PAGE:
“Any sufficiently advanced technology is indistinguishable from magic.”
Arthur C. Clarke
Some of my clients are analytical. Their starting point is “show me the evidence.” They are sceptical of what they consider “soft and fluffy” or “Buddhism Lite”.
Some of my clients are overwhelmed by the range of perspectives and standards of their culturally diverse teams, the demands of their clients and uncertain business conditions.
With such clients in mind, I participated in the World Business and Executive Coach Summit (WBECS). Several speakers drew on neuroscience, physiology, neurobiology and technology to support their findings. I was intrigued how this growing body of scientific research confirms the ancient wisdom of mindfulness, meditation, gratitude, compassion and intuition.
I was also fascinated by the universal principles that influence human behaviour whether the individual is so-called “left” or “right brain”. Indeed analytical types can improve cognitive functioning if they commit to some of these ancient practices.
Dr. Deborah Rozman from Quantum Intech stated “intuitive intelligence reacts faster than the mind can perceive and bypasses standard thought processes”. Further, by developing our heart intelligence we can access our intuitive discernment and problem solving capabilities to facilitate our desired outcomes.
She taught a technique using a combination of breath and focusing on appreciation, gratitude and care to create a connection between individuals. Building on this, another technique is used to create inner ease. As Rozman argued the focus on heart rhythms is not “sentimental or squishy”. The US military uses such techniques and refers to a centred state as “situational composure”. To learn more about these and other tools go to the HeartMath® Institute
Liz Hall pointed to the growing use of mindfulness techniques as an antidote to the stresses of a VUCA (volatile, uncertain, complex, ambiguous) world. We suffer mindlessness as we are bombarded by consumer choice and busyness. Liz also spoke to the benefits which include faster and more rational decisions as we become in touch with our emotions, not driven by them.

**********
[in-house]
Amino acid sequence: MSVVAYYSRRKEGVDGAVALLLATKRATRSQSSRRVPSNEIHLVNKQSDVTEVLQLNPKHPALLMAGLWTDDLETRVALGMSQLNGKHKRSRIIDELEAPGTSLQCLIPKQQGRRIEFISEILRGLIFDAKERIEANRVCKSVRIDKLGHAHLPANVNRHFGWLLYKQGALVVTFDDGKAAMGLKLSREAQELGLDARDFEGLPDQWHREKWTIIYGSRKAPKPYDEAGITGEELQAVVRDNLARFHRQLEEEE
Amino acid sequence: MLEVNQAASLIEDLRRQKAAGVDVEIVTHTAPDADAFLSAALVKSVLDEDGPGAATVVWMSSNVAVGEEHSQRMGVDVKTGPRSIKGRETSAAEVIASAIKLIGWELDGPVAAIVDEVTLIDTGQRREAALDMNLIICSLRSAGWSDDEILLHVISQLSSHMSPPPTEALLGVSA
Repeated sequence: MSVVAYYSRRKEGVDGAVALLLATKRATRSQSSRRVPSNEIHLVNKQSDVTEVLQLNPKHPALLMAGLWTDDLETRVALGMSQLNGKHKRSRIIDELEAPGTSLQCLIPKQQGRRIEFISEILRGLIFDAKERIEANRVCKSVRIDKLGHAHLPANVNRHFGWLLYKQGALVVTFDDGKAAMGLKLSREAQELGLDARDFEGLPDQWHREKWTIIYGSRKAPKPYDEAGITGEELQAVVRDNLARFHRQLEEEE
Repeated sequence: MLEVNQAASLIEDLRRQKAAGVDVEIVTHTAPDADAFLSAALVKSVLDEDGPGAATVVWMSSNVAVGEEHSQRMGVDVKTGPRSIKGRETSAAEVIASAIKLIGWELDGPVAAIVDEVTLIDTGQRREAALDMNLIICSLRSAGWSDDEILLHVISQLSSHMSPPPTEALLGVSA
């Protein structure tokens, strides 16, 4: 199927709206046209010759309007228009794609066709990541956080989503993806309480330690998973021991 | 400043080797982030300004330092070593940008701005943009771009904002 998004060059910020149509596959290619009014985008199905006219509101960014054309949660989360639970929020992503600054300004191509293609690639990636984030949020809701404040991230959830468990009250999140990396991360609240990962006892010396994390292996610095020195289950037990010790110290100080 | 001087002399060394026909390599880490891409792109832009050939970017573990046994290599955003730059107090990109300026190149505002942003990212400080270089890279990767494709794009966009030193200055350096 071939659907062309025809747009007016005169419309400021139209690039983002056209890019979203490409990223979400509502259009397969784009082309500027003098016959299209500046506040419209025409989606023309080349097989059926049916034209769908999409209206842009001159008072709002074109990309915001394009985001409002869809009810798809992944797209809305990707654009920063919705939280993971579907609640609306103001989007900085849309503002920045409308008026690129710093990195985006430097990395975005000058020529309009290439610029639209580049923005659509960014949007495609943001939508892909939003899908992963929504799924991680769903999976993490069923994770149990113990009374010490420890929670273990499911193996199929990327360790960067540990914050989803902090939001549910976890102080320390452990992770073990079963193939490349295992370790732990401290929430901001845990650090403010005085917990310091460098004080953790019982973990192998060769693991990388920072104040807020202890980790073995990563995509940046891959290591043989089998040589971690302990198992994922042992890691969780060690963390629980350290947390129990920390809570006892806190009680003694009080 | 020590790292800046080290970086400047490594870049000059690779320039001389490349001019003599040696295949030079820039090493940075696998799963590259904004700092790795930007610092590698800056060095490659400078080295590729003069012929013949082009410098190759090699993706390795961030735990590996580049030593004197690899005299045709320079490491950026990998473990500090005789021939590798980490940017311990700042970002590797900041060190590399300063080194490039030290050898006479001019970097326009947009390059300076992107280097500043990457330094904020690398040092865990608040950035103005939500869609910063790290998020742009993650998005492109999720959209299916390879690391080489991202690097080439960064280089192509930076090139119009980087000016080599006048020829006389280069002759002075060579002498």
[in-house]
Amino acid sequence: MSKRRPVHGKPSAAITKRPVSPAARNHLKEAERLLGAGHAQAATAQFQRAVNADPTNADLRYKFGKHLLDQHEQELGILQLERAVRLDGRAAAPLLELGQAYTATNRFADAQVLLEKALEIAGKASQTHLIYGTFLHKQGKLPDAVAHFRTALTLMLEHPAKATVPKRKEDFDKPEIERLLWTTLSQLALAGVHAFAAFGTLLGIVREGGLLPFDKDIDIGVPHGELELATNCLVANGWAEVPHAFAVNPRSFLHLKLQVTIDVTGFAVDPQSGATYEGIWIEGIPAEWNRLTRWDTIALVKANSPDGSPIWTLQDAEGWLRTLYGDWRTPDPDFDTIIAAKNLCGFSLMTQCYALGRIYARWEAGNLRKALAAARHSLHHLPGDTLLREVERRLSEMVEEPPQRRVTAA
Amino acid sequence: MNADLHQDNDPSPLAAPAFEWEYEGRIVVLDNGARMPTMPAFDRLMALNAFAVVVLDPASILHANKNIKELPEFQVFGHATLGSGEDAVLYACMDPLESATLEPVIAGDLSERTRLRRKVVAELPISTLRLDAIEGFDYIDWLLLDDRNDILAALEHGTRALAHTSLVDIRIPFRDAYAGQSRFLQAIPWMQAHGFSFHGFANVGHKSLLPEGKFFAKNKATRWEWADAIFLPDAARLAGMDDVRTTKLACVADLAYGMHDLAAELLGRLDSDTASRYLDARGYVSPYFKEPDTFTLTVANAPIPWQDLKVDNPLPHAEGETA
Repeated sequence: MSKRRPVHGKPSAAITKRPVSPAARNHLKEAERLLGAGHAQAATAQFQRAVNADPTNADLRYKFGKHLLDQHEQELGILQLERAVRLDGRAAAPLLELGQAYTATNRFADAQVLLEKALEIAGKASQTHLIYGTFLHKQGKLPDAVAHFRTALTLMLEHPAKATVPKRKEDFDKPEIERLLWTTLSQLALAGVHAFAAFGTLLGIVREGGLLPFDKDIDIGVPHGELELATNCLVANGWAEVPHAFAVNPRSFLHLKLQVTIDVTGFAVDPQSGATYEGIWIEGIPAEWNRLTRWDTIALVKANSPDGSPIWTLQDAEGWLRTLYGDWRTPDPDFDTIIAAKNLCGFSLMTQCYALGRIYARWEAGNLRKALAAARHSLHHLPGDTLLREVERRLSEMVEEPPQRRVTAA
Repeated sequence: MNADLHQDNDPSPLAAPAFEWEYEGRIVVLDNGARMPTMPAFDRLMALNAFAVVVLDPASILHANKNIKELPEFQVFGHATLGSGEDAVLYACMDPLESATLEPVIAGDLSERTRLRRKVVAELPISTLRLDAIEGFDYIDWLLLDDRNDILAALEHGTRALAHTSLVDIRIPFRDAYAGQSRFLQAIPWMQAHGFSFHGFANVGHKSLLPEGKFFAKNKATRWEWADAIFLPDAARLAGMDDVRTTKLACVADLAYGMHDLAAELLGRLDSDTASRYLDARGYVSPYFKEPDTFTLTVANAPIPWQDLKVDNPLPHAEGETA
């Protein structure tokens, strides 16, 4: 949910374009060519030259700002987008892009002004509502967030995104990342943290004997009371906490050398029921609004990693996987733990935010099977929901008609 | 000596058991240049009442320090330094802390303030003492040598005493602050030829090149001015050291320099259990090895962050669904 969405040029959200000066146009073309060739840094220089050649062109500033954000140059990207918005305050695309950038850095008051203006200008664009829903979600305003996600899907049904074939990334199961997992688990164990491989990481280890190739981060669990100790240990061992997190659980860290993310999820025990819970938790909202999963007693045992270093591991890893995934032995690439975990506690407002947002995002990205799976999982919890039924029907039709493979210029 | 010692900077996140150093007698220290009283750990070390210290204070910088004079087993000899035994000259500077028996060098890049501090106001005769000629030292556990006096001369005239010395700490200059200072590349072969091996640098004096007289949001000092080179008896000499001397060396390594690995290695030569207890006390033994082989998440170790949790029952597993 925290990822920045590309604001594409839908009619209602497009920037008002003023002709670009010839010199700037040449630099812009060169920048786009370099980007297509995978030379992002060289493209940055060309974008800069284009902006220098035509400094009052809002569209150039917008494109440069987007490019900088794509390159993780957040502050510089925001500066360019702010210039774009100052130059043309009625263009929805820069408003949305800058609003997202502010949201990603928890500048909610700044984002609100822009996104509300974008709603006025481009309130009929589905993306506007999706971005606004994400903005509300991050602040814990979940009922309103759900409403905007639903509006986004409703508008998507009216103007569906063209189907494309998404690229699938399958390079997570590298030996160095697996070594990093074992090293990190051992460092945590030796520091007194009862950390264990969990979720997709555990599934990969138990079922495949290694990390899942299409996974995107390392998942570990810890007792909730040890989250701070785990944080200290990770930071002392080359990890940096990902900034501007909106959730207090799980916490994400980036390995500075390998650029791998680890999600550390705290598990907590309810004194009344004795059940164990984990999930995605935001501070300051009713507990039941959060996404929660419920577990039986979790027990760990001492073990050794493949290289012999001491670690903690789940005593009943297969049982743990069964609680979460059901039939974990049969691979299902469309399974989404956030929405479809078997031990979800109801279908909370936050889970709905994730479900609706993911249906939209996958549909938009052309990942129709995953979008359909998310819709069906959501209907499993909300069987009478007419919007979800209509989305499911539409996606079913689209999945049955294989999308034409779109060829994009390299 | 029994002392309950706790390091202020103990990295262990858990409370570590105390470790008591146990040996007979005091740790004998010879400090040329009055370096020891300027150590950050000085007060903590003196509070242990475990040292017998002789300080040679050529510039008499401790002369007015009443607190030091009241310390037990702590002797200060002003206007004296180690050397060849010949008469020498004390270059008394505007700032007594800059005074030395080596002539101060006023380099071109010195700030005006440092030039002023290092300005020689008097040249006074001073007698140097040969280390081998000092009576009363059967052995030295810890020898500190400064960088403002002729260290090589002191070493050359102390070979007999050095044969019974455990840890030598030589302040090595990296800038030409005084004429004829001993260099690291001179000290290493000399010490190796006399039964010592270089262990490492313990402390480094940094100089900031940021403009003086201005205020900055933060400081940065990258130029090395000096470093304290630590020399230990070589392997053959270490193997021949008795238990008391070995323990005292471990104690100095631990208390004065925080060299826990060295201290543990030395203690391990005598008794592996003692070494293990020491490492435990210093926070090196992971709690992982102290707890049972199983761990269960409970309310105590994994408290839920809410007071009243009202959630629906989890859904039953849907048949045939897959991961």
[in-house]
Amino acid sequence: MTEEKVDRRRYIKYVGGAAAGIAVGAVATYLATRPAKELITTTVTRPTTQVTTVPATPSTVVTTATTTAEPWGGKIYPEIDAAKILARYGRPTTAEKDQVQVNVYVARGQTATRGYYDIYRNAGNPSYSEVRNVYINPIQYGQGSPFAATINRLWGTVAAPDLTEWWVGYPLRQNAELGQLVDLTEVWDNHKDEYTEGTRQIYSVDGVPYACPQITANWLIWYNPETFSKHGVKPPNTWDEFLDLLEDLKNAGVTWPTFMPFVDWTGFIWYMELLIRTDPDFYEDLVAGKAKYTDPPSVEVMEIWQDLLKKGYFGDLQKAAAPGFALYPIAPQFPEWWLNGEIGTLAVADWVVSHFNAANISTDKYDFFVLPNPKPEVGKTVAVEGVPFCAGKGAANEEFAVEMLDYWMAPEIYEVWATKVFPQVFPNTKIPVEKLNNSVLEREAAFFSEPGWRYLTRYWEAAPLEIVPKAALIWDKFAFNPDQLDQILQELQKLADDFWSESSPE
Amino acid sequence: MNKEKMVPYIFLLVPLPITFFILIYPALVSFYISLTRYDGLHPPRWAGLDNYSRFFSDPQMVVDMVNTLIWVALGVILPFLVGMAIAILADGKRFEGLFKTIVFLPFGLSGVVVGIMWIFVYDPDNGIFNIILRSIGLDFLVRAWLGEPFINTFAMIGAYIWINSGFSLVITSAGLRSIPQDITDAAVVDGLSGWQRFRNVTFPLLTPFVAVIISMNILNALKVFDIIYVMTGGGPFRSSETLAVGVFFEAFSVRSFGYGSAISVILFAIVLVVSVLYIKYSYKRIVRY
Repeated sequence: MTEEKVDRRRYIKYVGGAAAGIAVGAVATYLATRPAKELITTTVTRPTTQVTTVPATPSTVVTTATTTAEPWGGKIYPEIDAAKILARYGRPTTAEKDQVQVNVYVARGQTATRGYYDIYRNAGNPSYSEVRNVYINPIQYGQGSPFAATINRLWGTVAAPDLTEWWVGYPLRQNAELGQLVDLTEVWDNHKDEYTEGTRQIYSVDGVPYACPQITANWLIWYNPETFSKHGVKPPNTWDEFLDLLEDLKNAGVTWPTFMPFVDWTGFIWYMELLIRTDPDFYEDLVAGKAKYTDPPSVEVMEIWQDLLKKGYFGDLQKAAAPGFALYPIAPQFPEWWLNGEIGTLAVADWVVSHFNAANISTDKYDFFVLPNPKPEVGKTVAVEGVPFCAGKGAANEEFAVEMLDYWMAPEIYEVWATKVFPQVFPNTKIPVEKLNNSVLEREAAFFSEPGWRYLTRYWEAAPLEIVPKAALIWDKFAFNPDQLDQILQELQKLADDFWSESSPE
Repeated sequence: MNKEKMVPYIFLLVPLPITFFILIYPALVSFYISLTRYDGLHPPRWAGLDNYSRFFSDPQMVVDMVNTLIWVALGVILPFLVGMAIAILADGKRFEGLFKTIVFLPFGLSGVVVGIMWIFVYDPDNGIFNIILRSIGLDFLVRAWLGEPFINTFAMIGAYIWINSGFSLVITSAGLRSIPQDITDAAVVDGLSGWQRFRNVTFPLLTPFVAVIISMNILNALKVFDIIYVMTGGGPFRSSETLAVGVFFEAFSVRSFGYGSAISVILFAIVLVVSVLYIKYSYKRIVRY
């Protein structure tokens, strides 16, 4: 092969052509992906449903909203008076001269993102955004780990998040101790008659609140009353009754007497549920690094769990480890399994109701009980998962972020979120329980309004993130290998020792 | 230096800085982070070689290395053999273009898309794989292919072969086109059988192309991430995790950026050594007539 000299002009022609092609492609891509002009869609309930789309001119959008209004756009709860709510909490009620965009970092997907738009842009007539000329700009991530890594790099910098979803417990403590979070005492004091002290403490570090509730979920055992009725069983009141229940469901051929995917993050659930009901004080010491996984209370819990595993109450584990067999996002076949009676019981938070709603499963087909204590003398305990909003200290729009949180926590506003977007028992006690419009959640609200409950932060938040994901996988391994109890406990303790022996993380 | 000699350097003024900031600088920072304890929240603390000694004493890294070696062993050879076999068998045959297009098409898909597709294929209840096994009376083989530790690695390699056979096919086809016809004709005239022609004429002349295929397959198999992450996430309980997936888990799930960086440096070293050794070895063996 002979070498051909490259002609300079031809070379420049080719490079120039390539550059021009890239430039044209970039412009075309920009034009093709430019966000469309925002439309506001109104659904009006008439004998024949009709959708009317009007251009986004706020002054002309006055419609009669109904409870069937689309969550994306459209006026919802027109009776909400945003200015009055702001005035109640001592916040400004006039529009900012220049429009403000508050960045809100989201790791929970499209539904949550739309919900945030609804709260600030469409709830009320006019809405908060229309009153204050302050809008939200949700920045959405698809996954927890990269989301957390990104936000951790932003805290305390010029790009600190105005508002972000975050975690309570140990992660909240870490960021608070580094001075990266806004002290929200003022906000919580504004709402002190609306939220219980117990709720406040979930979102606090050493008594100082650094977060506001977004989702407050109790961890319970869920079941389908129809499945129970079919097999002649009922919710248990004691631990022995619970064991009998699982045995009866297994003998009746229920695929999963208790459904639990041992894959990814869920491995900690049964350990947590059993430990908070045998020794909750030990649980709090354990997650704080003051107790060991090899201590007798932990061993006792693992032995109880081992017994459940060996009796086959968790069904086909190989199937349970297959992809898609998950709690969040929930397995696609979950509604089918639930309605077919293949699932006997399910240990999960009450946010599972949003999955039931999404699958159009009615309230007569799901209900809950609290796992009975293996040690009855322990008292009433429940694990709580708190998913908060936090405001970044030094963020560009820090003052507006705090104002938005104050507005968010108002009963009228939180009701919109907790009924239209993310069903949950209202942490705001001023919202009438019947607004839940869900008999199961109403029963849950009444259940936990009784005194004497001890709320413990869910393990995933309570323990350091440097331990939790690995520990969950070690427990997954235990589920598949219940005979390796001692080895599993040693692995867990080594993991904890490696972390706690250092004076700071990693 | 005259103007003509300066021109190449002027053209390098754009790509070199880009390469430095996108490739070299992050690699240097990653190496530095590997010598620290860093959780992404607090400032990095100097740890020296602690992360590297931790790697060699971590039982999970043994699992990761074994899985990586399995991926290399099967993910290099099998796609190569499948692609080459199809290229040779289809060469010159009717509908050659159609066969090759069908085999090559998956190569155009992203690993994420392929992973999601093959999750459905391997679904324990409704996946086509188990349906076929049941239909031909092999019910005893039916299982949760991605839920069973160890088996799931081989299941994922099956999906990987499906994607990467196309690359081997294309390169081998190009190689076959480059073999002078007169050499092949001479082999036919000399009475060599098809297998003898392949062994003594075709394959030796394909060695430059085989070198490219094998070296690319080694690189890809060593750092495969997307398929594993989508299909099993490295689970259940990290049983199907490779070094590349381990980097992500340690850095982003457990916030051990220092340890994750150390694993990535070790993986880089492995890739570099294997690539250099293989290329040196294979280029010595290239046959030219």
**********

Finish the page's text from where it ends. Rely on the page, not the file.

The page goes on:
Dr David Rock explained how the brain works and cautioned that when we perceive a threat we shrink the access to our prefrontal cortex and unconscious. This reduces our field of view, our working memory and our insights. He coined the phrase “if we miss a reward we might miss lunch; if we miss a threat we might be lunch.”
He developed the SCARF® Model to illuminate what causes us to move away from vs moving towards a situation. We are more likely to respond positively when we sense we have an equal Status with others and we have some sense of Certainty, Autonomy, Relatedness and Fairness. This work is not only relevant to coaches and consultants but also to leaders.
To prepare our brain to gain insights we need to be (1) quiet, (2) inward looking, (3) slightly happy and (4) not working directly on the problem.
Margaret Moore, co-author of Organize your Mind, Organize Your Life spoke to the tyranny of technology and 24/7 connectivity and how this impairs our ability to focus. We need exercise, good sleep, hydration and nutrition for optimal brain functioning. To date 14 brain states have been identified which span thinking (prefrontal cortex) to experiencing (sensory) and high control focus (analysis) to low control focus (brain wandering). We can train our brains to be more agile and to intentionally use and move between the brain states. An organised mind is intentional, deep, agile, diverse and energized.
Steven Kotler and Jamie Wheal of the Flow Genome Project are striving to provide understanding of and access to the state of Flow “not just for the chosen few or the mystical”. Their multi-disciplinary collaboration is unlocking potential and identifies a Four Stage Cycle, not as was previously considered, an on/off state of Flow.
These stages are (1) Struggle, (2) Release, (3) Flow ad (4) Recovery. Elements of working through the cycles require cognitive self-awareness, deep even respiration and practising acceptance and gratitude.
Alpha types relish a struggle. However they run the risk of burnout as deep recovery is foreign to them. Beta types can become overwhelmed by the struggle and need to reinterpret their stories along the lines of Carol S. Dweck’s Fixed and Growth Mindsets.
I found these webinars particularly exciting as they provide me with techniques, tools, data and resources to satisfy the most sceptical of my clients and to assist them as they explore non-linear paths to uncover insights and achieve their goals.
If you would like to discuss this further leave a reply below, send a note to firstname.lastname@example.org or give me a call on +44 (0) 20 7226 3611 landline or +44 (0) 7952 068133.